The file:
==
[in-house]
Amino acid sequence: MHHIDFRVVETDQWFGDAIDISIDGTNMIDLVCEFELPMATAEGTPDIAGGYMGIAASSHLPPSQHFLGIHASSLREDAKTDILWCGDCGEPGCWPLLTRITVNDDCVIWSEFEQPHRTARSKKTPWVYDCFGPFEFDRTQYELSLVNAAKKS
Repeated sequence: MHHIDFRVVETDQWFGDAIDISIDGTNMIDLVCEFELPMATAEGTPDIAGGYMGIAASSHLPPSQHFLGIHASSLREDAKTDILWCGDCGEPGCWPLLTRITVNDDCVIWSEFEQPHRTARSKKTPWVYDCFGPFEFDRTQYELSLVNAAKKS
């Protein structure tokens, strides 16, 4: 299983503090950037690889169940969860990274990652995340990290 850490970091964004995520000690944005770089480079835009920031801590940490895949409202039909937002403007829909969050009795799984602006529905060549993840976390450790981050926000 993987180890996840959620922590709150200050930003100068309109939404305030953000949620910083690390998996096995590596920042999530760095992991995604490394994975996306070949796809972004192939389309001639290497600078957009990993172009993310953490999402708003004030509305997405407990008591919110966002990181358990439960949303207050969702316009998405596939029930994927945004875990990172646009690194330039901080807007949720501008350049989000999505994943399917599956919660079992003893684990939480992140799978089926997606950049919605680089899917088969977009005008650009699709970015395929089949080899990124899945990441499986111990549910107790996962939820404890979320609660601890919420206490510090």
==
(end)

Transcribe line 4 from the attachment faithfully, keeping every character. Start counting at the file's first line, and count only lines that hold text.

């Protein structure tokens, strides 16, 4: 299983503090950037690889169940969860990274990652995340990290 850490970091964004995520000690944005770089480079835009920031801590940490895949409202039909937002403007829909969050009795799984602006529905060549993840976390450790981050926000 993987180890996840959620922590709150200050930003100068309109939404305030953000949620910083690390998996096995590596920042999530760095992991995604490394994975996306070949796809972004192939389309001639290497600078957009990993172009993310953490999402708003004030509305997405407990008591919110966002990181358990439960949303207050969702316009998405596939029930994927945004875990990172646009690194330039901080807007949720501008350049989000999505994943399917599956919660079992003893684990939480992140799978089926997606950049919605680089899917088969977009005008650009699709970015395929089949080899990124899945990441499986111990549910107790996962939820404890979320609660601890919420206490510090």